This started off as an e-mail reply to a writer I know who’s struggling. But, given that I not long ago opined that most people don’t really want to hear opinions that don’t gibe with their own, I thought I would publish it here, modified to be more generic.
I wrote on my website that the first thing a would-be novelist must do is “finish.” But what do I mean by finishing? Here are my thoughts about the danger of being too focused on finishing.
Whatever a writer’s natural speed, almost everyone wants to go faster. It’s not, as the old cliche would have it, that no one likes writing, but everyone likes having written. The problem is that writing is exceedingly solitary and one doesn’t know what one has until finished. FINISHED, finished. So even someone who can execute a novel in full (not rough draft) in three months, is walking through a dark tunnel for three months, with no affirmation, no “atta boys,” no encouragement.
It sucks. I’d give anything to go faster and I can write a book in eleven months. The way I see it, my work life is structured so that I have one truly happy day a year: Delivery and acceptance. If I were a writer still looking for a deal, that day would be the day my agent said, “Okay, this is ready to go out.” But that would be it. Please note, I’m not saying that’s the only time I’m happy. I like writing. I like the little vacation I take after completing a book, in which I let my mind empty and fill again. I like my life. But in my work, there’s only one day a year that I’m truly finished, and that’s the only day I’m truly happy. In our newspaper days, when we worked long and hard on something — a big Sunday feature that took two weeks, let’s say — some of us allowed ourselves a victory lap, or what one friend called “a day off at my desk.” But the next day, it was: What have you done for me lately? My novel-writing life is the same way, except that I get the day off at my desk only once a year instead of every few weeks. And I wouldn’t change it for anything.
(You might think good reviews feel like atta boys, but they don’t. A good review feels like someone admiring your photograph . . . from two years ago. By the time reviews arrive, one is onto the next project. Don’t get me wrong, I prefer good reviews, but I always wish I had a time machine so I could send the good reviews back to the Laura who was despairing over the book a year earlier.)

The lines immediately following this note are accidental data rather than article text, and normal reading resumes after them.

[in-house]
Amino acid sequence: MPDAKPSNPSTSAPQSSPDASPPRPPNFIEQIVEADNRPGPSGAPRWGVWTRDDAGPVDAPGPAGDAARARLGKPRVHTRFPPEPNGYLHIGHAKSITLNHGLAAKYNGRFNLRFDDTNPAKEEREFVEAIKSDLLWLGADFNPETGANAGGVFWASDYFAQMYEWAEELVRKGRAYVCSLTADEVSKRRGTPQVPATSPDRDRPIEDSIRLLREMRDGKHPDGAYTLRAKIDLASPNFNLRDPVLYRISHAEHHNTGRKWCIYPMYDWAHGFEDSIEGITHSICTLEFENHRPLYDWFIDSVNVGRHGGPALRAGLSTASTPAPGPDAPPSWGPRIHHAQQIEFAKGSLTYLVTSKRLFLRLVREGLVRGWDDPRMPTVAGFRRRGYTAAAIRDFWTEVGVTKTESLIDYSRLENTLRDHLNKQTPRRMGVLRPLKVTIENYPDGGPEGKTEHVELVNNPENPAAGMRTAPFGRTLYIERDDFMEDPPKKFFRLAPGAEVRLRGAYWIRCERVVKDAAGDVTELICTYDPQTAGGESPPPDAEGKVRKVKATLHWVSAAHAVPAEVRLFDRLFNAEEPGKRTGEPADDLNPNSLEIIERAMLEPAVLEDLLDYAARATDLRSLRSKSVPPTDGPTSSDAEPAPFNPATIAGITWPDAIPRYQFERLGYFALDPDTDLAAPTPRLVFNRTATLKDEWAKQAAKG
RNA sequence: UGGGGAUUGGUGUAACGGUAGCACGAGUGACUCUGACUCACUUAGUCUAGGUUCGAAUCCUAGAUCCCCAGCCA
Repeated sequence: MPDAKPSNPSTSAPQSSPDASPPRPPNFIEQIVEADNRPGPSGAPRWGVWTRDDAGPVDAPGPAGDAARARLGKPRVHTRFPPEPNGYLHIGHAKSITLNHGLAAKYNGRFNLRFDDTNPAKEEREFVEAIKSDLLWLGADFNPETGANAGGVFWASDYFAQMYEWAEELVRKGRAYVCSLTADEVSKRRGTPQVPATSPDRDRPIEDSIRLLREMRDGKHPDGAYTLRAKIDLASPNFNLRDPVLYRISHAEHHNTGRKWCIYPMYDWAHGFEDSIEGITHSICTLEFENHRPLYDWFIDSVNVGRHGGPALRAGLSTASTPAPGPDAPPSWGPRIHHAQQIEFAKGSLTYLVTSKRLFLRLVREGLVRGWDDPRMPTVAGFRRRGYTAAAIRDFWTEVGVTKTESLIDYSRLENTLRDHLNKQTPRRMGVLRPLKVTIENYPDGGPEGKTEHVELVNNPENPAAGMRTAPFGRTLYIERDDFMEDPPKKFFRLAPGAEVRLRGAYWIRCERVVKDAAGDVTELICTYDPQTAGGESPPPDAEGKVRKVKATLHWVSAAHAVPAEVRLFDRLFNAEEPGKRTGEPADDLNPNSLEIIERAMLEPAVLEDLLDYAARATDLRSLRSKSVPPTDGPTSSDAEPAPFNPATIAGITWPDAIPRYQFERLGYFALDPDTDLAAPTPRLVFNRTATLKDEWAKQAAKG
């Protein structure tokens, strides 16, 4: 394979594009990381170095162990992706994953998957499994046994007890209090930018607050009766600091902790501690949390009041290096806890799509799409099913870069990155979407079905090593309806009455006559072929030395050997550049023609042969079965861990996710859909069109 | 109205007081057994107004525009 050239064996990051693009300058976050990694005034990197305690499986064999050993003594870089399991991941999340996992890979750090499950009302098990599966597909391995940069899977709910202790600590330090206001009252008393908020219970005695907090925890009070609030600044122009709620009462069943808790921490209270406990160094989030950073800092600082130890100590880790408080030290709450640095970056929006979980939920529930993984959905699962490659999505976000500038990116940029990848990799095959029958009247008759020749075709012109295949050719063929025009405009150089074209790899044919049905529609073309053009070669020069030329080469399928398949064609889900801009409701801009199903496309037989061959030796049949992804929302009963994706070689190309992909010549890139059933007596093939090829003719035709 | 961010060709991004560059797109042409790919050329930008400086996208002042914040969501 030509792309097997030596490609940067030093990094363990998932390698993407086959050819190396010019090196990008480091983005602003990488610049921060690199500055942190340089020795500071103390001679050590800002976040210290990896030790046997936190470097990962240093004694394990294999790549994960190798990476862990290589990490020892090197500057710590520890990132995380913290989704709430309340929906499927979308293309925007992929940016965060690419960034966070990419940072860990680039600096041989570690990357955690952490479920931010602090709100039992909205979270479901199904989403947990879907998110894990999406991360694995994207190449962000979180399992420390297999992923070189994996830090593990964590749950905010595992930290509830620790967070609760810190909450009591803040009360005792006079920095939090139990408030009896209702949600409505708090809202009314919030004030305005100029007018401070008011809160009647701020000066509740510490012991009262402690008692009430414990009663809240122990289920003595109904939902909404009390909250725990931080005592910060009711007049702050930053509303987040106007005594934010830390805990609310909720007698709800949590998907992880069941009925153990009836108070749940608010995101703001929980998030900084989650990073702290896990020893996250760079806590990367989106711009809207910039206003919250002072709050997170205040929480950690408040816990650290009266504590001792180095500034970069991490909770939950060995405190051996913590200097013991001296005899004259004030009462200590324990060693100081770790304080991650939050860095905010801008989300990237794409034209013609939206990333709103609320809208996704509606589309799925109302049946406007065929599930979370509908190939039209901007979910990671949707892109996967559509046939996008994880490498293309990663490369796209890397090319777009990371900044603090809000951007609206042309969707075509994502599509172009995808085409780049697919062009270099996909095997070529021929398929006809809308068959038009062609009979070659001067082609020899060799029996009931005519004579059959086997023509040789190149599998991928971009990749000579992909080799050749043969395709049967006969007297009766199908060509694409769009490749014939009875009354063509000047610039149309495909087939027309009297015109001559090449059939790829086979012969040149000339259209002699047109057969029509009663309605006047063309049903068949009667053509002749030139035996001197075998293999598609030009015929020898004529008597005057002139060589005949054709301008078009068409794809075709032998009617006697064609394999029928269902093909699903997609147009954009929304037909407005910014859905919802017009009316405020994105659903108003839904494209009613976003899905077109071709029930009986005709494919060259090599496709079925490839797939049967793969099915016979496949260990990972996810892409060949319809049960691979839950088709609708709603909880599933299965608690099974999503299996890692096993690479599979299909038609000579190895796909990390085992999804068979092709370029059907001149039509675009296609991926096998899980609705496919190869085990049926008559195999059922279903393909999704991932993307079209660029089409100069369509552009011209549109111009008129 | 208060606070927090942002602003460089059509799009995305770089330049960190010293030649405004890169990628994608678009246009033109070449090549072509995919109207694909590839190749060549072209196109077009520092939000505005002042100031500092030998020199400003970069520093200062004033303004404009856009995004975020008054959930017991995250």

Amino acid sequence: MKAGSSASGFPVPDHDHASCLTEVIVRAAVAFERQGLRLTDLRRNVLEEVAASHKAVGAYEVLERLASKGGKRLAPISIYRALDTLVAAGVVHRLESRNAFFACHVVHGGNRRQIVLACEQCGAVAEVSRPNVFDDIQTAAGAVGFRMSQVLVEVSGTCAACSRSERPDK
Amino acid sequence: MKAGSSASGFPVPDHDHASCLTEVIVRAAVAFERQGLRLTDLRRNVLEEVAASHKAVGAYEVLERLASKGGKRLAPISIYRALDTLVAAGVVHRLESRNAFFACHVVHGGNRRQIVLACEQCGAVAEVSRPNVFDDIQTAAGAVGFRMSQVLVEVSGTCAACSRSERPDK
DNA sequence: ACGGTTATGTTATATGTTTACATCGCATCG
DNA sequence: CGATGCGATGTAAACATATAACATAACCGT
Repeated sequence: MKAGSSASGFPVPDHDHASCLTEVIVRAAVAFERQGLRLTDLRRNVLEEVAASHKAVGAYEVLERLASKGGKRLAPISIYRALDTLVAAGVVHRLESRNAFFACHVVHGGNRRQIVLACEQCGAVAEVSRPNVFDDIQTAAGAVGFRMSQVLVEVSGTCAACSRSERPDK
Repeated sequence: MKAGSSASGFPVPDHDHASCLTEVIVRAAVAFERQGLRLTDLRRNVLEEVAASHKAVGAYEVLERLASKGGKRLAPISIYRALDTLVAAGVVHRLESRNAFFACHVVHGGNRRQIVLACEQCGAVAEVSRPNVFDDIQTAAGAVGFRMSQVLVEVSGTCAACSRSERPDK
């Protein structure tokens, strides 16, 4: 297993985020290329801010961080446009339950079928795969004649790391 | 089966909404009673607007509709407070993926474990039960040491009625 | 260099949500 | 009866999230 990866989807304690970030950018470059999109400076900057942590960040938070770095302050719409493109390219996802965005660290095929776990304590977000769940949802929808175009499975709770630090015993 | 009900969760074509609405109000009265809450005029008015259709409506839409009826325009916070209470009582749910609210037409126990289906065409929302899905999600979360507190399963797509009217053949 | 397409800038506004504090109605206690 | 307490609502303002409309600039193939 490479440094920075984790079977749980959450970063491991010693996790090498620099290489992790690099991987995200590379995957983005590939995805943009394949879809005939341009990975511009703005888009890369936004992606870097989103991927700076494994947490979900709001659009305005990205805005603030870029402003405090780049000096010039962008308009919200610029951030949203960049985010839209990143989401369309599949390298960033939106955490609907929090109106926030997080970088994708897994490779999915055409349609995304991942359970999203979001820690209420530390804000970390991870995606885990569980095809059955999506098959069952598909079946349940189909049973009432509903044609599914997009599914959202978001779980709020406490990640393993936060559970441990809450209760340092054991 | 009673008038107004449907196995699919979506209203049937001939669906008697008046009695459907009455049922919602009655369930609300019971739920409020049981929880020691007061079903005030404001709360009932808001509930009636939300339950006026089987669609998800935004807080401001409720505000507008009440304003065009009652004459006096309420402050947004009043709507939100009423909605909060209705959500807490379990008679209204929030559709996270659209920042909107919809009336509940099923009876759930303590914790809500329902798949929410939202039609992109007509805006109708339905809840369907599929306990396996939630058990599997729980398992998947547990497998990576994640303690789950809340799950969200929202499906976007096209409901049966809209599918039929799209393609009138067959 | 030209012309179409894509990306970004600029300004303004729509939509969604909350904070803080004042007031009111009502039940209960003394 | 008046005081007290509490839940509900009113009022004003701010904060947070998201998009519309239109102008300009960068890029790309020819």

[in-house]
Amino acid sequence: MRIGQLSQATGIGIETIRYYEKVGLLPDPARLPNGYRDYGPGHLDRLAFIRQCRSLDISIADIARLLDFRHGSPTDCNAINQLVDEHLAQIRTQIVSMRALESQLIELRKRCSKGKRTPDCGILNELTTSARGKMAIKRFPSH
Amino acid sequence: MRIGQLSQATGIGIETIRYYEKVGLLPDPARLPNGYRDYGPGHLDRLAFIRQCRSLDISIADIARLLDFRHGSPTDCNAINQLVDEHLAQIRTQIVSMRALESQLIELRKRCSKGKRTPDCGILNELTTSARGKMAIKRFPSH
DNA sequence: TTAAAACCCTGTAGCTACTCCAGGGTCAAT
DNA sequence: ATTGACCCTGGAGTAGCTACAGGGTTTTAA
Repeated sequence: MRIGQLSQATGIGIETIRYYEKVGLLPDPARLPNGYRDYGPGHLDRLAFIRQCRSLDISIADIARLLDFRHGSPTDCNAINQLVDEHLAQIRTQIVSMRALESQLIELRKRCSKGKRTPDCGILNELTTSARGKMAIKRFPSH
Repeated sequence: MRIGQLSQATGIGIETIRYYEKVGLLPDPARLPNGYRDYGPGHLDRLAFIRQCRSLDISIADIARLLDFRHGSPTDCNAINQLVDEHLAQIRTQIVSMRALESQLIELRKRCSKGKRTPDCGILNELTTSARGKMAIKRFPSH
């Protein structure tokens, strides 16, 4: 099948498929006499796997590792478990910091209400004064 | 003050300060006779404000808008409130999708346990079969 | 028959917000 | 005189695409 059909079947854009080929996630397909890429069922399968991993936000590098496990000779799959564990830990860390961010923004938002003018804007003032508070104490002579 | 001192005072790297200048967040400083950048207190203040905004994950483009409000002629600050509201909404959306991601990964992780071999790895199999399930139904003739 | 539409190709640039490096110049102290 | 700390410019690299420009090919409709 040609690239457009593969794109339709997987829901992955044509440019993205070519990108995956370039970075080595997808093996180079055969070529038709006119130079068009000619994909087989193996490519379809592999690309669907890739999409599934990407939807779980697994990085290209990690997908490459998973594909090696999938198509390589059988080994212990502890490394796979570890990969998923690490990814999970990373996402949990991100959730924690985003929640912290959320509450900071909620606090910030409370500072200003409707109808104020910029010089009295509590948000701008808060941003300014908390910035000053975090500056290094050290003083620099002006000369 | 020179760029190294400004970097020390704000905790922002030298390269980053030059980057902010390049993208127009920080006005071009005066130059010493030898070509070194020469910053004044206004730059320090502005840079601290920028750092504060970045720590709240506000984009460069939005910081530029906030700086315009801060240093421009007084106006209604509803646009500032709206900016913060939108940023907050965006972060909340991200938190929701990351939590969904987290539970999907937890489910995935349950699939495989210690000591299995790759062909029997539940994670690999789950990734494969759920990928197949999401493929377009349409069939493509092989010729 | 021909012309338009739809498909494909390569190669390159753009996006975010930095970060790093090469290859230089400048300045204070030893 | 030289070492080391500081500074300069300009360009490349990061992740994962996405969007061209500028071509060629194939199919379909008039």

I’m telling you this, unpublished writer, because it’s my sense that you’re pushing too hard to cross the finish line and when you can’t execute quickly, you move on in despair.
I also think you might be showing your work too soon. Rough drafts should not be shown to anyone. A proper first draft is a Gorgon head; it should turn to stone anyone who gazes on it. It’s a monster. It’s your secret sibling, as in the film Basket Case. Don’t let anyone lift the lid.
The fact is, most people show their work too soon because they want praise. Again, it’s that terribly rhythm of long-range projects, the lack of feedback, the impossibility of knowing if you’re going the right way until you get there. But a rough draft won’t indicate that, even to the best reader. There’s just no point. When I was twelve or so, I once told my dad I was trying to write a novel. He asked me what it was about, and I told him in great detail. When I was finished, he told me: “But you should never ‘talk away’ your novel.” Perhaps not a great moment in parenting, but fabulous editing and my dad is an outstanding writer, temperamentally similar to me. Quick, almost too quick, which means one has to force one’s self to go a little more slowly, not settle for those words that come rushing out.
Perhaps you’re thinking, “Oh, easy for you to say, with your contract and your backlist.” The thing is, I make the same mistakes all the time. Tried to halve my writing time by changing up my process one year; it was about as successful as revving one’s engine while stuck in the snow. This year, I showed my work too early and was appalled that my editor actually had constructive suggestions for it.
My stepson asked me recently what it’s like to be edited. I told him that my editor is diagnostic but not prescriptive. She’s like a consumer with a big, fancy appliance that isn’t working correctly. She says: “The thing is, the Subzero isn’t very cold and all the food is spoiling.” I stomp around privately for three days, grumbling to myself: “Who says refrigerators have to be cold? I’m trying to do something NEW with refrigerators. The spoiled food is GENIUS.” And once that’s out of my system, I take the back off and get to work.
That’s what I did just this past spring. Showed too early, grumbled too much, went back to work. I turned my book in the Monday after Thanksgiving. I figured it out, by the way, solved an important problem, on Thanksgiving Day, while on a treadmill.
That got me to D&A. I celebrated. Then I went to work on the revision.
To sum up: Slow down. Find your natural speed limit. Don’t show your work too early. And if you can live without writing — by all means, do it.
Happy Holidays. Seriously. I’m sure you would have preferred a gift card with some serious cash attached, but this is the best present I have for you.